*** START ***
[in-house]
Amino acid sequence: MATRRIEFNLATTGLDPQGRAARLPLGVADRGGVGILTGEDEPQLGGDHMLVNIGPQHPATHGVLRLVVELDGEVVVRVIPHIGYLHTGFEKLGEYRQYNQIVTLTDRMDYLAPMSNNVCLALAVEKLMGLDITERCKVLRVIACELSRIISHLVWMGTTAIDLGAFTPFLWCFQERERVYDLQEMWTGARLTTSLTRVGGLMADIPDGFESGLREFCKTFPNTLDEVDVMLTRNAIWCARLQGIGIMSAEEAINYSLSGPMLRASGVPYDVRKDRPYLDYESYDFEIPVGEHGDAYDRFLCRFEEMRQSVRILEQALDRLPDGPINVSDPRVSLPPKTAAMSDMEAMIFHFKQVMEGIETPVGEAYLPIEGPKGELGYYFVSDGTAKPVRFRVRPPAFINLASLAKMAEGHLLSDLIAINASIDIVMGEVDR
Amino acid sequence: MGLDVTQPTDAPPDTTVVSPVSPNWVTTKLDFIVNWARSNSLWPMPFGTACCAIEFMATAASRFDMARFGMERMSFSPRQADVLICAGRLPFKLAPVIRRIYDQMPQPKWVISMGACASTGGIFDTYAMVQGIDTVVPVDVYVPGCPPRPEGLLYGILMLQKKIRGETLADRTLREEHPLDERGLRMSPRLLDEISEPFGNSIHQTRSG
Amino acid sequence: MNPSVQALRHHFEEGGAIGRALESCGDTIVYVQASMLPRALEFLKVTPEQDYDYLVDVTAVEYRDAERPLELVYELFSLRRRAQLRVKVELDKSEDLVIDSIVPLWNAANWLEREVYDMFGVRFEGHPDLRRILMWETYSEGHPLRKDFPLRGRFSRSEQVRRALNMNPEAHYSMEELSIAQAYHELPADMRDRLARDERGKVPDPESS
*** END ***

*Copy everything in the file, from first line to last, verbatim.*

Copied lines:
[in-house]
Amino acid sequence: MATRRIEFNLATTGLDPQGRAARLPLGVADRGGVGILTGEDEPQLGGDHMLVNIGPQHPATHGVLRLVVELDGEVVVRVIPHIGYLHTGFEKLGEYRQYNQIVTLTDRMDYLAPMSNNVCLALAVEKLMGLDITERCKVLRVIACELSRIISHLVWMGTTAIDLGAFTPFLWCFQERERVYDLQEMWTGARLTTSLTRVGGLMADIPDGFESGLREFCKTFPNTLDEVDVMLTRNAIWCARLQGIGIMSAEEAINYSLSGPMLRASGVPYDVRKDRPYLDYESYDFEIPVGEHGDAYDRFLCRFEEMRQSVRILEQALDRLPDGPINVSDPRVSLPPKTAAMSDMEAMIFHFKQVMEGIETPVGEAYLPIEGPKGELGYYFVSDGTAKPVRFRVRPPAFINLASLAKMAEGHLLSDLIAINASIDIVMGEVDR
Amino acid sequence: MGLDVTQPTDAPPDTTVVSPVSPNWVTTKLDFIVNWARSNSLWPMPFGTACCAIEFMATAASRFDMARFGMERMSFSPRQADVLICAGRLPFKLAPVIRRIYDQMPQPKWVISMGACASTGGIFDTYAMVQGIDTVVPVDVYVPGCPPRPEGLLYGILMLQKKIRGETLADRTLREEHPLDERGLRMSPRLLDEISEPFGNSIHQTRSG
Amino acid sequence: MNPSVQALRHHFEEGGAIGRALESCGDTIVYVQASMLPRALEFLKVTPEQDYDYLVDVTAVEYRDAERPLELVYELFSLRRRAQLRVKVELDKSEDLVIDSIVPLWNAANWLEREVYDMFGVRFEGHPDLRRILMWETYSEGHPLRKDFPLRGRFSRSEQVRRALNMNPEAHYSMEELSIAQAYHELPADMRDRLARDERGKVPDPESS